In 2008, we learned that leverage has its limits and that housing prices do not grow to the sky. In 2012, we are learning that this large stock of debt, regardless of the rate of interest on that debt, is itself an impediment to growth (just ask the Japanese as they have been living in this netherworld for nearly two decades).
And we’ve also learned that this large stock of debt is, again, itself a source of inherent economic and market volatility (on this one you can ask just about anyone who lives in the Eurozone).
In a statistical sense, the “normal” distributions of investment returns that we took for granted have given way to greater volatility and “fat tails.”
The New Normal also enhances policy risk. And, as Dr. Greenspan discussed over lunch, policy has never played a more central role in the functioning of the financial markets.
This raises the risks of policy error – especially since authorities have been forced into experimental mode as traditional policy tools have had limited and decreasing effectiveness.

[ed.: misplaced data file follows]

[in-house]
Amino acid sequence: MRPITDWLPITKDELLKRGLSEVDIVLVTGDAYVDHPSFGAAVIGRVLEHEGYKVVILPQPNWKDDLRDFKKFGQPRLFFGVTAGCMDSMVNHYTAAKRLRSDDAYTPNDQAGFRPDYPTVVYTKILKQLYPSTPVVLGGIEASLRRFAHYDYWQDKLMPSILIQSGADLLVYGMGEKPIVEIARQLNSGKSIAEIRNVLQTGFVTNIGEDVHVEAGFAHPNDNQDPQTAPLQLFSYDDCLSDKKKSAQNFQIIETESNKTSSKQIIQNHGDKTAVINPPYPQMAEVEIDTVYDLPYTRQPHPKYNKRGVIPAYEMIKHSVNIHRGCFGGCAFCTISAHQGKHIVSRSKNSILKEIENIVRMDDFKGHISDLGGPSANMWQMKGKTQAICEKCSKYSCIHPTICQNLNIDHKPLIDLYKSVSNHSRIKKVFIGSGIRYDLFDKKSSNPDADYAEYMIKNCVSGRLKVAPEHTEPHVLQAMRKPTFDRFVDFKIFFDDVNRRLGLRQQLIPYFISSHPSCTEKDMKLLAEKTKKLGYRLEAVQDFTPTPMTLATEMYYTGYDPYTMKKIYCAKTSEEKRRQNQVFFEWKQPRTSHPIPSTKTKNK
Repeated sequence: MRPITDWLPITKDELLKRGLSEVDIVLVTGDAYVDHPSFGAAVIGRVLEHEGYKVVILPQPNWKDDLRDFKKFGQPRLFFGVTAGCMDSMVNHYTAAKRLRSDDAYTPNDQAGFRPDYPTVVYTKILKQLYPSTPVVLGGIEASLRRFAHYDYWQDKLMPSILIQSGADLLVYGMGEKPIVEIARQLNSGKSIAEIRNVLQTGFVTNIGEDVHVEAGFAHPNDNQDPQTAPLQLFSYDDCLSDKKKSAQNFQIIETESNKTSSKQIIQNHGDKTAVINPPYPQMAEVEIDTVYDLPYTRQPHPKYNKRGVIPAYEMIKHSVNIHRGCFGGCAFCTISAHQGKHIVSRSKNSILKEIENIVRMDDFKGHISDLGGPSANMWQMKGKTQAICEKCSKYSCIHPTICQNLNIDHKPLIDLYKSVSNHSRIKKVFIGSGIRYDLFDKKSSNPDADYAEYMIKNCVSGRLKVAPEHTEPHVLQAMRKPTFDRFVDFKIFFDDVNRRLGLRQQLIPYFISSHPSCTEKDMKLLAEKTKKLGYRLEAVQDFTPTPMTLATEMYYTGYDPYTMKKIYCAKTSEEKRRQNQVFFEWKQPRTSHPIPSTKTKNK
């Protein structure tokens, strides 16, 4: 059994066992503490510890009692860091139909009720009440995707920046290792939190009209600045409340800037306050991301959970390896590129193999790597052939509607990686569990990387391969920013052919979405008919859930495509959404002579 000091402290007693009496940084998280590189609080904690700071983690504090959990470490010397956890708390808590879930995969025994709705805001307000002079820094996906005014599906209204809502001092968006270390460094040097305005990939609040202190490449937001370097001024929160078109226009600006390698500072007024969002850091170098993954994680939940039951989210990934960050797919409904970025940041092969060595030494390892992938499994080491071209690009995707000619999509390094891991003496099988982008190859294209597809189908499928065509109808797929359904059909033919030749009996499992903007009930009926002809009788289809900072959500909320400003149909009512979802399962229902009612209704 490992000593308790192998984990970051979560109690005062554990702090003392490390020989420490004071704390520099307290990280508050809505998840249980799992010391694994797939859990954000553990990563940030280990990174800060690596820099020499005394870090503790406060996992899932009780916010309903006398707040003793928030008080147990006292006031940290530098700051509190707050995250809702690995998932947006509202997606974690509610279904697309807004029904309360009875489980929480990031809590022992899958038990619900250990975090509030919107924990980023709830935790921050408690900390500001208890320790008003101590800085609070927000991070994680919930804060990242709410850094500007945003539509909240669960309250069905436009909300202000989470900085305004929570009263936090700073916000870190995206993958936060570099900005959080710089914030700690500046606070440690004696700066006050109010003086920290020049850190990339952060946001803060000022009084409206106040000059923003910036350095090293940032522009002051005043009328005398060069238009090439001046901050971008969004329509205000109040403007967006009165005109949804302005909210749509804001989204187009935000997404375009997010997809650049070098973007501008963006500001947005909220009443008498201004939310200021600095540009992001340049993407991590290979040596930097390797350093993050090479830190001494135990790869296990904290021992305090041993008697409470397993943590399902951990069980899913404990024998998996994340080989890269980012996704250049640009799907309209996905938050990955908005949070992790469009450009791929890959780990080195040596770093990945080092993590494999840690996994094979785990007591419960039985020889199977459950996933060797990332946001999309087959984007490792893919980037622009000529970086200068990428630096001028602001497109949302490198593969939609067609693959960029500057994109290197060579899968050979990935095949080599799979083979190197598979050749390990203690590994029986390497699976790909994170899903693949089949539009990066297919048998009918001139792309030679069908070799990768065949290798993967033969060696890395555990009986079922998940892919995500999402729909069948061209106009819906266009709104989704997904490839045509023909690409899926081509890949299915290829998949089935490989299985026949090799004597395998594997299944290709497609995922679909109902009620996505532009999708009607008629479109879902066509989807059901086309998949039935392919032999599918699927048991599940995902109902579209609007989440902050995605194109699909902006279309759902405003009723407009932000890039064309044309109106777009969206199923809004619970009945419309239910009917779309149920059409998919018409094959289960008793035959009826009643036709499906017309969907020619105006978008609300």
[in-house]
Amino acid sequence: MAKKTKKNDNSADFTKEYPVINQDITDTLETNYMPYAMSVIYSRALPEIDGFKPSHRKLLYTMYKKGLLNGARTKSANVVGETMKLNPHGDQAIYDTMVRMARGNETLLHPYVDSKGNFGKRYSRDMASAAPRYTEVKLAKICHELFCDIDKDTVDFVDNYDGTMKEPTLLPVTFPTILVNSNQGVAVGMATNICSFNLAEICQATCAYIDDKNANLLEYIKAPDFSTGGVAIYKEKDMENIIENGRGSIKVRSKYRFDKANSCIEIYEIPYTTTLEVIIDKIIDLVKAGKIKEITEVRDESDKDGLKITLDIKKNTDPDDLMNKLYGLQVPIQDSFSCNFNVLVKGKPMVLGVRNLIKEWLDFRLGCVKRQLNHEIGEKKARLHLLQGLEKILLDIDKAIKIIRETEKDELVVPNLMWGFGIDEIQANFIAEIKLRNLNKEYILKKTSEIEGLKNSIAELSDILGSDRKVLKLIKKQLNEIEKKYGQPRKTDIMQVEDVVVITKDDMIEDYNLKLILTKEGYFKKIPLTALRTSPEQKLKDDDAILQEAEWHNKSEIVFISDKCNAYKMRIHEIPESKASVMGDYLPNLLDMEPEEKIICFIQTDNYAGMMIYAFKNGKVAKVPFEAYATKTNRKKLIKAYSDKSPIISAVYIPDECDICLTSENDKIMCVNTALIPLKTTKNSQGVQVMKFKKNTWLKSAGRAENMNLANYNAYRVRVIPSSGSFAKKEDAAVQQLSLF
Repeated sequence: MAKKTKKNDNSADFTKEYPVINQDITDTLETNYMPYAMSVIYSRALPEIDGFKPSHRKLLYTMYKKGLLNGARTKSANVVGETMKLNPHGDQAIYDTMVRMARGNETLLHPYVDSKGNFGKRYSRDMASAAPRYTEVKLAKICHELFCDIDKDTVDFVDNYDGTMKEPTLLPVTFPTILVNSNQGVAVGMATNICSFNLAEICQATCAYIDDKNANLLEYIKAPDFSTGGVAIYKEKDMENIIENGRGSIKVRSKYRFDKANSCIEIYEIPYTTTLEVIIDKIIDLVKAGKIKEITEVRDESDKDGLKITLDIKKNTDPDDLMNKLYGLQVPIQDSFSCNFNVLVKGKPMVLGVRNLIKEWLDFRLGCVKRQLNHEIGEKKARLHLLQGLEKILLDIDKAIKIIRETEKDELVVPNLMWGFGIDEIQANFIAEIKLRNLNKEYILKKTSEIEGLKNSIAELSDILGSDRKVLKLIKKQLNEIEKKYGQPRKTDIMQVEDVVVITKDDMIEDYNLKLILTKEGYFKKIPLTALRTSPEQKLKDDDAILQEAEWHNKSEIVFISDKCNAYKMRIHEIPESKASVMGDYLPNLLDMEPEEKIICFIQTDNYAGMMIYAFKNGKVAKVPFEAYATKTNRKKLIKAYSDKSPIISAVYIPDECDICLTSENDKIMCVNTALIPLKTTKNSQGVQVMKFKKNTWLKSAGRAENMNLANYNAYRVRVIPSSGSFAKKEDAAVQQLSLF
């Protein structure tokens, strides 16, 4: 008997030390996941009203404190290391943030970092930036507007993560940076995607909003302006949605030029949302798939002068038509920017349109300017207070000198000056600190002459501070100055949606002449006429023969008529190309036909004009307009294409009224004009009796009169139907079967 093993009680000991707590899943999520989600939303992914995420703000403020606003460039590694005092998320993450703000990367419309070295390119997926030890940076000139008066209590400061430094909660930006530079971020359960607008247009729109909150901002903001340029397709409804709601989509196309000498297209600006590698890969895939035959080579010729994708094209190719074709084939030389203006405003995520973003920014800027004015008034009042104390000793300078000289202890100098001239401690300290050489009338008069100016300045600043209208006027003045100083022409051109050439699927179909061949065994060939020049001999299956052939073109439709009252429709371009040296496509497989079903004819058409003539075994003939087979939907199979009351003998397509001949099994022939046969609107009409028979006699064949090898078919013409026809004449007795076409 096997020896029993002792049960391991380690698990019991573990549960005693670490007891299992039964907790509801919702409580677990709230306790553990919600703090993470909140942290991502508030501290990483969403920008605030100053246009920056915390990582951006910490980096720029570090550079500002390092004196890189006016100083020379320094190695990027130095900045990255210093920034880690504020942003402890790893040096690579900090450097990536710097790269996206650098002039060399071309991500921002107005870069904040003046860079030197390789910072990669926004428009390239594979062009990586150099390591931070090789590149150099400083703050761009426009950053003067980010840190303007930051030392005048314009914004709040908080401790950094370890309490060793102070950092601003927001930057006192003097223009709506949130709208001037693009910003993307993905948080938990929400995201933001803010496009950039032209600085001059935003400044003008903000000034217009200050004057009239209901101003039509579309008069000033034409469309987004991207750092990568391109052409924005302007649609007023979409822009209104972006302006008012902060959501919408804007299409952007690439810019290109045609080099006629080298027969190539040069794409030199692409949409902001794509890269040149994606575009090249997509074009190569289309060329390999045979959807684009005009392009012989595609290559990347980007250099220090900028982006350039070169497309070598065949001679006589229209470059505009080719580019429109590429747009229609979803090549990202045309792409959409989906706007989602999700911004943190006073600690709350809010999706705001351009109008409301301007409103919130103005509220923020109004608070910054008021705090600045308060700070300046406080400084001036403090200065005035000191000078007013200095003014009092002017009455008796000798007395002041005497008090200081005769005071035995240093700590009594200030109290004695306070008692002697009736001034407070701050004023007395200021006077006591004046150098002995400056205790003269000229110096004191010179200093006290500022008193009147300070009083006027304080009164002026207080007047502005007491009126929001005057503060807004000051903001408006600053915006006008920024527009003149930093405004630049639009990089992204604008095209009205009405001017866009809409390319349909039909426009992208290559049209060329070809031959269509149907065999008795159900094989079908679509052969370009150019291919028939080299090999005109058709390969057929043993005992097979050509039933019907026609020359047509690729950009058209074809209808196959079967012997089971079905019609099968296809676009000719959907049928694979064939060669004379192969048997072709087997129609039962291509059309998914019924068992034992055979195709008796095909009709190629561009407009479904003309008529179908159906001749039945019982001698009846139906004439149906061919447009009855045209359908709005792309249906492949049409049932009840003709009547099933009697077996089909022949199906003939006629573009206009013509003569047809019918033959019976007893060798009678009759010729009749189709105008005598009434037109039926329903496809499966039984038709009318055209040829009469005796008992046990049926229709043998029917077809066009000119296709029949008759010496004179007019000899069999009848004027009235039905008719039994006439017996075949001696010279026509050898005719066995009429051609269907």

So what are we dealing with? We’ve got a financially wounded consumer whose distrust of us has never been greater. We’ve got an anemic economy and more volatile markets whose growth prospects are being hindered by structural headwinds.
And it’s in this context that we’re making the most sweeping overhaul of financial regulation in our lifetimes.
And frankly, so far we haven’t done so well. There’s a widespread sense that the regulatory responses have fallen short. Many people on Main Street – and Wall Street, too – remain unconvinced that the fundamental sources of systemic instability within the financial system have been resolved.
All this is why we believe informed and responsible reforms are called for. But reforms need to be smart and coordinated, not protective or motivated by politics. They need to differentiate among the various types of financial intermediaries and how they should be treated. And, they need to spur growth by promoting the market’s ability to discover prices, provide liquidity and allocate risk capital efficiently.